Good Day for a Hanging—Fred MacMurray, Robert Vaughn, Maggie Hayes, Joan Blackman, James Drury, Emile Meyer (1959: Dir: Nathan Juran)
It’s been more than twenty years since Ben Cutler (Fred MacMurray) wore a lawman’s badge. He’s now a widower in Springdale, in small-town rural Nebraska, with an almost grown daughter (Joan Blackman), and engaged to Ruth Granger (Maggie Hayes), a widow with a growing son. When the town bank is robbed, Ben drops one of the bandits with half the loot and joins the posse chasing them out of town.
As the bandits take brief refuge in some rocks, they return fire on the posse, killing aging Marshal Hiram Cain (Emile Meyer, the range baron in Shane). When Ben sees Cain fall, he gets another of the bandits while the rest make their escape. The posse takes young Eddie Campbell back to town with a head wound that doesn’t seem to be too serious. He’s a local boy with a slick lawyer, and Ben’s daughter Laurie is increasingly infatuated with him, even though the young local doctor (James Drury) is also trying to get her attention.
When the town asks him to take Cain’s place as marshal, he does. Campbell has a good lawyer with political ambitions, obviously paid for by the outlaws using the bank loot. During the trial, Campbell’s lawyer manages to shake most testimony about seeing Cain get shot, but not Ben’s. Campbell is convicted and sentenced to hang based largely on Ben’s testimony as a witness of the event.
Most locals feel the sentence is too harsh, but Ben feels obligated to carry it out. As the hanging approaches, Laurie is caught smuggling a derringer to Campbell. Public opinion, and that of his own daughter and fiancée, turn against Ben. The only ones who still believe in him are Maggie’s young son Mitch and Cain’s elderly widow. The town council gets a petition for clemency for Campbell and asks Ben to take it to the governor, who knows him. While he’s gone, his deputies get drunk and Campbell’s confederates manage to spring him from jail, wounding the doctor.
As Ben returns to town with the governor’s commutation of Campbell’s sentence, he gives back the badge, feeling he no longer has public support. He steps into the middle of a shootout, as the outlaws try to get out of town. He gets two of them, but Campbell takes refuge in the adjacent livery stable. During the extended gunfight, Laurie warns Ben as Campbell steps out behind him. Campbell is wounded but makes a break for it and returns fire on Ben. Ben finally gets him, symbolically enough, on the platform of the gallows on which he was to hang.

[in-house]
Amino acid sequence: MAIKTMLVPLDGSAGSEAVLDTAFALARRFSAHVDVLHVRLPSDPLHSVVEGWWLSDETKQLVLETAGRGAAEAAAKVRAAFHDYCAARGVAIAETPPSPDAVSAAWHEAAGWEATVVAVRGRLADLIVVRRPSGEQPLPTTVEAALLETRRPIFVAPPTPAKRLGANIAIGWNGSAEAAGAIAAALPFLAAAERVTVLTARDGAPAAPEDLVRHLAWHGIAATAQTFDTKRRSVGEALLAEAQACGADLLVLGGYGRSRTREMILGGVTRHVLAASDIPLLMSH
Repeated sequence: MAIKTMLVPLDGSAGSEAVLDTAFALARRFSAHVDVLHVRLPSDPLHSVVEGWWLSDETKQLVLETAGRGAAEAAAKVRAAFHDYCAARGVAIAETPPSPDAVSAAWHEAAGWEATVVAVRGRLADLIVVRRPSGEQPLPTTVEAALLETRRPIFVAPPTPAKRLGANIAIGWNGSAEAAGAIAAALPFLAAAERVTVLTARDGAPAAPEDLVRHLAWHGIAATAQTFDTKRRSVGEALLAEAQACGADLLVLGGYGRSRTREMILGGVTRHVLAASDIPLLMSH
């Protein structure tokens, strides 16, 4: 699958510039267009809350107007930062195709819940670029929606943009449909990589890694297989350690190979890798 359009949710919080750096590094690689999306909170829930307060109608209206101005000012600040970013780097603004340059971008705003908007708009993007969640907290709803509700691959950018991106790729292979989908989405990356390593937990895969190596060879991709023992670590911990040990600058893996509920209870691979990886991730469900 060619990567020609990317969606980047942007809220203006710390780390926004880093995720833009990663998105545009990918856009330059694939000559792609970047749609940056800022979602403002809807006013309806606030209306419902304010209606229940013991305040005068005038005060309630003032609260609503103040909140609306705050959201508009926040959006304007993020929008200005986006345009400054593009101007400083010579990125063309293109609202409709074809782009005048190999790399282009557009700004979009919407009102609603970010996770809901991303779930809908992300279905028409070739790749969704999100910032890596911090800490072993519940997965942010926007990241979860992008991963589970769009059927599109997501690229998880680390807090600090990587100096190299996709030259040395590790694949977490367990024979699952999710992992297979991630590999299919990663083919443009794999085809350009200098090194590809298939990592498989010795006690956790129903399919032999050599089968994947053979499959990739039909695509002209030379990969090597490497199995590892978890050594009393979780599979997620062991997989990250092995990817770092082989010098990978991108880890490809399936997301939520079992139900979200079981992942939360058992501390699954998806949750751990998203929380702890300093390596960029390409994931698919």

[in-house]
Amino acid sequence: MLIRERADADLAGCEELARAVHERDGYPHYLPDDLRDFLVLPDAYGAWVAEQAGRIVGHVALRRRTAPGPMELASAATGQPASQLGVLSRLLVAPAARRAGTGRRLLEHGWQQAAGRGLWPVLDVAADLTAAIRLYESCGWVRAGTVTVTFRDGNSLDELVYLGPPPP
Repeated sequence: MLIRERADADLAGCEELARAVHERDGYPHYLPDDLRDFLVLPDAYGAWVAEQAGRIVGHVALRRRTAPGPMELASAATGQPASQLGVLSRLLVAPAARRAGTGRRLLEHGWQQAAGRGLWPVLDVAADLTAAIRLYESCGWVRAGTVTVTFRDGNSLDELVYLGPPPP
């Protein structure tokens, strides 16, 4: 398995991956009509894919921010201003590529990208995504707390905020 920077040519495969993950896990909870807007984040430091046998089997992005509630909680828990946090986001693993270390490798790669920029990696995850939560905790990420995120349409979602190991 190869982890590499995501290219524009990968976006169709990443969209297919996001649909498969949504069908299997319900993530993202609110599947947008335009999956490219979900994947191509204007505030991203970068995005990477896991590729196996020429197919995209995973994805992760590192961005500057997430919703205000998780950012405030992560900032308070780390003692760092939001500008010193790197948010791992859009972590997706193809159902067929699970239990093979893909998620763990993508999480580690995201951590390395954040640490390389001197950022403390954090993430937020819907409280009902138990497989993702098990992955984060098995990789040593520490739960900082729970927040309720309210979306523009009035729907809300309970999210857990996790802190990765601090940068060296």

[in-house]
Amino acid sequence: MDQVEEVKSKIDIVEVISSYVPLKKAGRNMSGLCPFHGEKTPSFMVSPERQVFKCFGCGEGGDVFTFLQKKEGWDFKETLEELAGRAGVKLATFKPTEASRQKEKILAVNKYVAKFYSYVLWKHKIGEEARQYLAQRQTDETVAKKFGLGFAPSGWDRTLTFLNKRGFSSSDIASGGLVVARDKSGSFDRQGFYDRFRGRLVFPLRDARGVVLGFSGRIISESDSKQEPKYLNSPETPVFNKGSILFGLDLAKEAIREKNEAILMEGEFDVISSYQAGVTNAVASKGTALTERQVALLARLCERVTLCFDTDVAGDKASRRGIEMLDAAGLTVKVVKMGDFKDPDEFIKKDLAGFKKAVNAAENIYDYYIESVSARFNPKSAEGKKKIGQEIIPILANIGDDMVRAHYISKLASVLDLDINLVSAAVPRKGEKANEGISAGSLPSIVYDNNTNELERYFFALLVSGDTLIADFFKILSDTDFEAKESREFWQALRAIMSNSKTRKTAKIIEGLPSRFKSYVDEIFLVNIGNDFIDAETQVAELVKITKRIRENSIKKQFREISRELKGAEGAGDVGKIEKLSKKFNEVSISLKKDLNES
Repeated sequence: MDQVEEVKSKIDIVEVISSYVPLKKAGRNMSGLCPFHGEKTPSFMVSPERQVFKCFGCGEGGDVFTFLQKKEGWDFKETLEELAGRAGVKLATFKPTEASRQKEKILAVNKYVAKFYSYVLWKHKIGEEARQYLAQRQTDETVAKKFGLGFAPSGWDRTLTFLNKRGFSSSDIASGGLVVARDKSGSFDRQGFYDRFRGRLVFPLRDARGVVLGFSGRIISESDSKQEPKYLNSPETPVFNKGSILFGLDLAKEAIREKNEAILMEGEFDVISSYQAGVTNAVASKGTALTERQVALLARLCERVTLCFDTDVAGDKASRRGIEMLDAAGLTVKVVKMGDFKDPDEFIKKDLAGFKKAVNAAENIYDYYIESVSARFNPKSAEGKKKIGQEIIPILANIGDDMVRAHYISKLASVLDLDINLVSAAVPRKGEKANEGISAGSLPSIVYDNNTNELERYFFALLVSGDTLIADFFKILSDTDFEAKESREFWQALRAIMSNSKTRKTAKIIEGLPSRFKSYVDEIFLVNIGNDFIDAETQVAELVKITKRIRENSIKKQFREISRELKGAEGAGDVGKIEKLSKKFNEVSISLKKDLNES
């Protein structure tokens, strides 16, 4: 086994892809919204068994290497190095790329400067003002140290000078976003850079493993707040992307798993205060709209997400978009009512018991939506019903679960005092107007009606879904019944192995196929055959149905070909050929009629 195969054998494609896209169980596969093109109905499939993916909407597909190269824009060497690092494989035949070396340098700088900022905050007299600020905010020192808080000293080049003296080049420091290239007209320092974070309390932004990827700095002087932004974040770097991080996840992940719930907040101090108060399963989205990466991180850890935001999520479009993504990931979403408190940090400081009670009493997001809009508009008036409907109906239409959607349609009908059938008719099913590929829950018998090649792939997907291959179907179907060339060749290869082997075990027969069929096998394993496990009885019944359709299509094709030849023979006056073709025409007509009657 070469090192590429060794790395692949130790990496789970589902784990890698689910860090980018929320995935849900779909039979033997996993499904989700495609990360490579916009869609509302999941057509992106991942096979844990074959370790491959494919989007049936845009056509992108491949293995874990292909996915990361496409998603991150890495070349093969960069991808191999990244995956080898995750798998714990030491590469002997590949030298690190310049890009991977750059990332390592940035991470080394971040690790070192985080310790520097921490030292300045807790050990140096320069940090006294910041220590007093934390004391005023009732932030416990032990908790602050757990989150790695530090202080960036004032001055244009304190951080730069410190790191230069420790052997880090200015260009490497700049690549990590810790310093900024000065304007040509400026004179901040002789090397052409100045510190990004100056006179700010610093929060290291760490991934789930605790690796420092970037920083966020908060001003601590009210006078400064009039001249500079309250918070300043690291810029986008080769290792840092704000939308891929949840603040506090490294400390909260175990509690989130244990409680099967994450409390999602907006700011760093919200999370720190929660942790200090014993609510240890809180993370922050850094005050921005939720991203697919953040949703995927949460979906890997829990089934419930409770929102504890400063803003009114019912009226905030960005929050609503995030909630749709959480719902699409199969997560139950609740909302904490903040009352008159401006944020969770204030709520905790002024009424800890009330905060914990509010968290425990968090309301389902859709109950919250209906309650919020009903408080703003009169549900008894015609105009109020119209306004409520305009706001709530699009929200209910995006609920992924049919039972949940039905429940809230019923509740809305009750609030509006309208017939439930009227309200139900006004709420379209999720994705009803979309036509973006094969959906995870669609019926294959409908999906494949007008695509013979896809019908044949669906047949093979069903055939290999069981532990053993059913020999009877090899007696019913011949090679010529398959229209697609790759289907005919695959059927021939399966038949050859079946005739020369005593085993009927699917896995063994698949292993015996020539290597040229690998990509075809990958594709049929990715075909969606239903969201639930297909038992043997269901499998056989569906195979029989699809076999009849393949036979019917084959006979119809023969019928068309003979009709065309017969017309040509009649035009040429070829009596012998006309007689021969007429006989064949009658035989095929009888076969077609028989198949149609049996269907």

The town council wants him to take back the badge, and with a minimum of discussion he does. All is forgiven, apparently, and Ben’s daughter and fiancée come back to him.
Obviously, this is one of those westerns from the 1950s, like High Noon and The Tin Star, that is concerned with the relationship between the town and its lawman. The story is told well enough that the viewer is not entirely sure of the degree of Campbell’s guilt until the end; it all depends on how much you trust Fred MacMurray. This is, after all, the solid and dependable father-figure Fred MacMurray–not the weaselly one from Double Indemnity or the unrepentant outlaw from The Moonlighter. The end is abrupt and not entirely convincing; it feels like more reconciliation is necessary among several characters and with the town in general. This is similar in many ways to MacMurray’s At Gunpoint, in which he is not a lawman but a shopkeeper unskilled with guns who manages to get an outlaw during a robbery. But the town doesn’t like the results of that, either. It also has similarties in theme to The Fastest Gun Alive.
The resolution may be abrupt, but this is a watchable western. The fiancée Ruth never comes alive, and the daughter Laurie seems impenetrably stupid for much of the movie. But MacMurray as Ben always seems reasonable and right. In color. Short, at just 85 minutes.